The LDP — 自由民主党 / 自民党 (jiyuuminshuto, abbreviated as jiminto) — was formed out of an alliance between two rival parties in 1955, and throughout its history it has been a patchwork of factions, clubs, and policy tribes (zoku) and has encompassed a broad range of ideologies. For most of its history, factions have been paramount in the selection of premiers and cabinet ministers, but following the turmoil of the 1990s and the ascent of Koizumi Junichiro, who promised to destroy the LDP, the factions were seen to be in terminal decline.

To paraphrase Mark Twain, reports of the demise of the factions may be greatly exaggerated.

I am referring to this article in the Yomiuri Shimbun on the creation of a new faction by Foreign Minister Aso Taro.

To indulge in a bit of “Jimintology,” a close cousin of that dormant science of Kremlinology (although that seems to have picked up in recent months), I would like to speculate as to the reasons why Aso would form a faction now, despite the prevailing trend supposedly being against factions:

  • The factions strike back: Aso’s move is particularly interesting in light of the recent rejection by the LDP of Abe’s proposed reform of funds for road construction and the disposal of the gasoline tax, and, in general, Abe’s declining popularity. In politics, as in science, nature abhors a vacuum, and Abe’s tenure has been characterized, by, if anything, a vacuum. In light of his failure to present and move an agenda and enforce discipline on the LDP, the factions and policy tribes appear to have moved to fill the void created by the lack of leadership. As such, Aso may just be trying to get in on the action. In the Yomiuri article, Aso is quoted as saying that he hopes the faction will be able to compete strongly in the LDP’s leadership competition in the future. Leading me to my second point, which is…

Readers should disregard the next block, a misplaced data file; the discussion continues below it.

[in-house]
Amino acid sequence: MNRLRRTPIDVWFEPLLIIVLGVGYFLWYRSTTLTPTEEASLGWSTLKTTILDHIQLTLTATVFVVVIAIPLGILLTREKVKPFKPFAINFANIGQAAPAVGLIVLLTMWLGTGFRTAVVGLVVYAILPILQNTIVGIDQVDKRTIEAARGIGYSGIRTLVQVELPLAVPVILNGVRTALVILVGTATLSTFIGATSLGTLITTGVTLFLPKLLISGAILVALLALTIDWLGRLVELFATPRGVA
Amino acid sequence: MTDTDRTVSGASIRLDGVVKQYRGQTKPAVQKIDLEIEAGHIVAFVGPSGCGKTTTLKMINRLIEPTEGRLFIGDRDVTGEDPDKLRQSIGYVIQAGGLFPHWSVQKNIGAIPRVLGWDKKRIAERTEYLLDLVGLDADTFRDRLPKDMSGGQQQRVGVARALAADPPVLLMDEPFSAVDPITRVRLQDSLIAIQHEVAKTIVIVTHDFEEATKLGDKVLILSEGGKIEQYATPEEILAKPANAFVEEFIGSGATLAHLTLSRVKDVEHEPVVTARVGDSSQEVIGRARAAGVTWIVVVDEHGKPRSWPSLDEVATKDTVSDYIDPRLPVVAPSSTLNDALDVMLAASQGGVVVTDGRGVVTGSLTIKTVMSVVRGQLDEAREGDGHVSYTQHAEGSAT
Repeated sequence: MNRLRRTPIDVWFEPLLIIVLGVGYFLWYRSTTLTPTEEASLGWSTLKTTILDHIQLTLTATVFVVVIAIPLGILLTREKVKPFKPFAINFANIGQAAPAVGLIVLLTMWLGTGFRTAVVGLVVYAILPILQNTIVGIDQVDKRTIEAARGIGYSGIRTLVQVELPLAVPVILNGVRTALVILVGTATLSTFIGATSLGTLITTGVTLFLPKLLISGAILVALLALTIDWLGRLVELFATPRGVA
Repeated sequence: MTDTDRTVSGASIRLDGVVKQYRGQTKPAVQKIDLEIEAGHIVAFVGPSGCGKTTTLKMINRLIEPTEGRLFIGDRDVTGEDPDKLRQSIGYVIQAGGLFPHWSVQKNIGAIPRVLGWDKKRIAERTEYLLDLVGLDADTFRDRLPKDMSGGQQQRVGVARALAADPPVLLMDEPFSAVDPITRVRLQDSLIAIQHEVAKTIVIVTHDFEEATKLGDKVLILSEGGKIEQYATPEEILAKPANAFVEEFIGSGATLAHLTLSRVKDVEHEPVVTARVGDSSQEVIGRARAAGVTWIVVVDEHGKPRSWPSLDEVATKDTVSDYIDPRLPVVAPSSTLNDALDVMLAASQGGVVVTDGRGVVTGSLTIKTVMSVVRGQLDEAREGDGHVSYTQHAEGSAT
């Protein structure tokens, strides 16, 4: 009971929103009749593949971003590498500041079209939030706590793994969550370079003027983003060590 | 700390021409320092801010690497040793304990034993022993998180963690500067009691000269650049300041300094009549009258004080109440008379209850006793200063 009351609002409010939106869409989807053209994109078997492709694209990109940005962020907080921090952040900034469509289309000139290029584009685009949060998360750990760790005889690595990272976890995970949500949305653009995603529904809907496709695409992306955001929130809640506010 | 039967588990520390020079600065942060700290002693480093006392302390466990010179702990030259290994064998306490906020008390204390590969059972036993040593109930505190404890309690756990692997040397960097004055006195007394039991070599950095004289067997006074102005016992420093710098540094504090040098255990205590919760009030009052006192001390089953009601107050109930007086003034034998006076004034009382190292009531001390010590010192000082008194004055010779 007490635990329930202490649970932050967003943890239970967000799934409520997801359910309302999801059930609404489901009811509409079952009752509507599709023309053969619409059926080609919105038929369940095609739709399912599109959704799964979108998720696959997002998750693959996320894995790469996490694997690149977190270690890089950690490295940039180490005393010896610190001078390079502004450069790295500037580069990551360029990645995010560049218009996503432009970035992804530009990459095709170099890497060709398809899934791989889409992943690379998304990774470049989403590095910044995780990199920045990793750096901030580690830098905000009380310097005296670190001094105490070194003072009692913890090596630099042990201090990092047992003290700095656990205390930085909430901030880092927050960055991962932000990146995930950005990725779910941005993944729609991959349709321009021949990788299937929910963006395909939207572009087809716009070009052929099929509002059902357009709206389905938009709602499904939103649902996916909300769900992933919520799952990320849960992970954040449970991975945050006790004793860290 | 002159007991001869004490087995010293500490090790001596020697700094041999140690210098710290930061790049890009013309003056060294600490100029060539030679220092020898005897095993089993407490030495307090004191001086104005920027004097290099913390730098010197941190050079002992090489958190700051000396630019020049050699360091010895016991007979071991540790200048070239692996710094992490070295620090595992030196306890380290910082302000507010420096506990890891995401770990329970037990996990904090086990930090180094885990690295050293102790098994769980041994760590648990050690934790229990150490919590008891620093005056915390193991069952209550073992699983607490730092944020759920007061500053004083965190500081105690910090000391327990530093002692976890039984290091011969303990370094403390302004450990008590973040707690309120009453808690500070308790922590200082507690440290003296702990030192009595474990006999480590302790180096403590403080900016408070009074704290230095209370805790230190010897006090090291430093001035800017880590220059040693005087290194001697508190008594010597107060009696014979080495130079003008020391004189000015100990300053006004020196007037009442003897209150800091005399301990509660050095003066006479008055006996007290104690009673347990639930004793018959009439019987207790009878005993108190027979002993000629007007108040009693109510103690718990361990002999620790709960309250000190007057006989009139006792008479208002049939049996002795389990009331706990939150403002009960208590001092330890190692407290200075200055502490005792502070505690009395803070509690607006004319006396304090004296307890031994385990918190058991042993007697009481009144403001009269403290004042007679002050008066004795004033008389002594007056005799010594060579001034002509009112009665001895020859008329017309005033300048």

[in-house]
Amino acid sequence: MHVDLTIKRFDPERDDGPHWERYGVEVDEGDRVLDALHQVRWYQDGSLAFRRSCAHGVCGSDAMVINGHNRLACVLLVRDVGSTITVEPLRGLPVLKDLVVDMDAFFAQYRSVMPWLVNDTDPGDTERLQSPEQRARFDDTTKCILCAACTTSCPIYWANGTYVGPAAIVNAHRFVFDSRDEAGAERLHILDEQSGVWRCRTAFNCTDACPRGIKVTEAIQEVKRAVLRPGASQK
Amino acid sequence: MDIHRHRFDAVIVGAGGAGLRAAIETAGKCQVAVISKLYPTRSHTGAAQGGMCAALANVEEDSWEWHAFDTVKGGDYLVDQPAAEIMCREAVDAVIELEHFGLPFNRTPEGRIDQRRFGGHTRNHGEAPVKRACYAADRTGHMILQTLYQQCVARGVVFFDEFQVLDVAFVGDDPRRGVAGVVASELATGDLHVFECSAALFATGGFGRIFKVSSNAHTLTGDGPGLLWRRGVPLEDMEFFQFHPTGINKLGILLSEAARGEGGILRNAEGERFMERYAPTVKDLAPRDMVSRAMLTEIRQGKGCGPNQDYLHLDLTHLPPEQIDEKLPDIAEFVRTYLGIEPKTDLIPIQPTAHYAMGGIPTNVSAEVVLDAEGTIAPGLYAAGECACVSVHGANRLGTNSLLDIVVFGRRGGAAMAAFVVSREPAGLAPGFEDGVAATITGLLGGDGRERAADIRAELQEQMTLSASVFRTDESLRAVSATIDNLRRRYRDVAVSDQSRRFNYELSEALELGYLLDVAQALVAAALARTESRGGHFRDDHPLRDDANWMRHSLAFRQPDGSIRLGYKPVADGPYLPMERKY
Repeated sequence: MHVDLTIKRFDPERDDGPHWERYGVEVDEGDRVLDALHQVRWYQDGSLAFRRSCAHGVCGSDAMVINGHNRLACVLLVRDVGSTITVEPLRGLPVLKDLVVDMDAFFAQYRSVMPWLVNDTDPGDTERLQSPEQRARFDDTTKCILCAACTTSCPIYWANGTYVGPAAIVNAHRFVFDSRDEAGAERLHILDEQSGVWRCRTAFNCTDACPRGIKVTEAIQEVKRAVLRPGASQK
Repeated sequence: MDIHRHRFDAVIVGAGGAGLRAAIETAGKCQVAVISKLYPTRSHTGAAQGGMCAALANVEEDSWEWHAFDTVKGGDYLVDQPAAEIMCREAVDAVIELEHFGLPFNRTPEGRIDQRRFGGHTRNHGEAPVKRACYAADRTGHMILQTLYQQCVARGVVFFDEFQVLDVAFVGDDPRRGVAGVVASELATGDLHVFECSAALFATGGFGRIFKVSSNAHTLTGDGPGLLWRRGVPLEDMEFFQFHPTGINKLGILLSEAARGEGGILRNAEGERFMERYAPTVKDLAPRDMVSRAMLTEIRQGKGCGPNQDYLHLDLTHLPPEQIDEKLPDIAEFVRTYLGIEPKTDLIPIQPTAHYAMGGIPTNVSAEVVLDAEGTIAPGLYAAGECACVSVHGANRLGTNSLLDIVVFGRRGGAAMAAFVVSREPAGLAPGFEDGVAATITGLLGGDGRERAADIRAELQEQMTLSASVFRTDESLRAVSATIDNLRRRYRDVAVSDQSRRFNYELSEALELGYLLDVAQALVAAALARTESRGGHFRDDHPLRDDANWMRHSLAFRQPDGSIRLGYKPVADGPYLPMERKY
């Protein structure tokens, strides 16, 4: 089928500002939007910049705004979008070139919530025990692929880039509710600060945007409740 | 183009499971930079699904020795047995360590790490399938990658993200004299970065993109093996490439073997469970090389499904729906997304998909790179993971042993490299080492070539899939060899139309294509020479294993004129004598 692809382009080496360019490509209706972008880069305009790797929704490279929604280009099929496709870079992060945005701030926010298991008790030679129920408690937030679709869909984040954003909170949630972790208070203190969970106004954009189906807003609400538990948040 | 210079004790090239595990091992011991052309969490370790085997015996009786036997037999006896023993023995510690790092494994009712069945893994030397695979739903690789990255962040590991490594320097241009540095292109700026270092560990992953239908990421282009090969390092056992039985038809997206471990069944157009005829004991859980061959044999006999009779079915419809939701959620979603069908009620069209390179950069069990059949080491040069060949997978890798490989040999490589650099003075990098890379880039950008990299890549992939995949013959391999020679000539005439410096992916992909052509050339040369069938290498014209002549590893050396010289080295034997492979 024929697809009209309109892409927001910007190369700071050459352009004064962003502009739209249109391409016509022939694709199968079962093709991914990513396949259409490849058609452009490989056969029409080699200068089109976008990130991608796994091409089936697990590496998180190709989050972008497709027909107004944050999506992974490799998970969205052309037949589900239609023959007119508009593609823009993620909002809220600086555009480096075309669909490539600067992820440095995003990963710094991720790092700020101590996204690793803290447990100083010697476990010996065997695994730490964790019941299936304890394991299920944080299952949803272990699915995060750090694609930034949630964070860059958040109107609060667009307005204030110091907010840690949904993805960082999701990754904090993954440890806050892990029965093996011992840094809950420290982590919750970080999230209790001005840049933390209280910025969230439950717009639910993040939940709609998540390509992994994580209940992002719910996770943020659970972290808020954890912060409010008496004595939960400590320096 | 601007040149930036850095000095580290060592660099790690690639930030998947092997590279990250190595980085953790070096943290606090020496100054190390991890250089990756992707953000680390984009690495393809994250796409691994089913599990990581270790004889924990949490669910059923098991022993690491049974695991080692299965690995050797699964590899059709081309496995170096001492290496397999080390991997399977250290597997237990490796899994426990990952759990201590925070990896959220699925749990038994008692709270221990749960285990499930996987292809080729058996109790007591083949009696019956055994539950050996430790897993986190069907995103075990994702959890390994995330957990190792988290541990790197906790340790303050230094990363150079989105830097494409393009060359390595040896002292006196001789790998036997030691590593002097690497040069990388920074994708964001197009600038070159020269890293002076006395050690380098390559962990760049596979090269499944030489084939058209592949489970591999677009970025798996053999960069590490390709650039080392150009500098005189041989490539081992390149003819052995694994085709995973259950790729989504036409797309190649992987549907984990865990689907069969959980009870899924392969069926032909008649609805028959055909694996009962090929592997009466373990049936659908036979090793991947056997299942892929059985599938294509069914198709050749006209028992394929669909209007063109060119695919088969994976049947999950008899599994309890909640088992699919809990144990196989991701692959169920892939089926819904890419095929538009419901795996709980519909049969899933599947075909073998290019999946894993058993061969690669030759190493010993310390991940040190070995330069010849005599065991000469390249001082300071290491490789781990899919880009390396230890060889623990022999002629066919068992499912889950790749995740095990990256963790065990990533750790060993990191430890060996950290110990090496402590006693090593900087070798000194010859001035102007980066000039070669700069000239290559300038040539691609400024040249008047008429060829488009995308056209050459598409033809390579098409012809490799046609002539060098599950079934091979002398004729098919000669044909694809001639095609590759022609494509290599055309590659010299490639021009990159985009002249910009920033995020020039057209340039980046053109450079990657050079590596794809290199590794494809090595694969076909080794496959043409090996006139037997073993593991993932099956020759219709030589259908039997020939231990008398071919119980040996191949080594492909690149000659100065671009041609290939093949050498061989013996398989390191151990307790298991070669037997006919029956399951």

• Abe’s declining popularity: It seems a little early to begin discussing Abe’s succession, unless of course LDP chiefs are convinced that Abe doesn’t have much time left in his tenure. This may be a not-so-subtle vote of no-confidence in the prime minister, Aso’s claims to support him notwithstanding. So, connecting back to my first point, this may be a way for Aso to prepare himself for the next leadership race, which, at this moment would be wide open, since there doesn’t appear to be an heir apparent as Abe was for Koizumi.
  • Abe plays the game: Lastly, and this is pure speculation, Aso could be acting under Abe’s orders, who, in the face of declining popularity, perhaps would like to metamorphose surreptitiously from a prime minister without a faction to one at the head of an elite faction.

I don’t know which, if any, of these options is right. It may well be some combination of the three. What I do know is that an LDP once again in the grip of the factions would be bad for the LDP, and bad for Japan.

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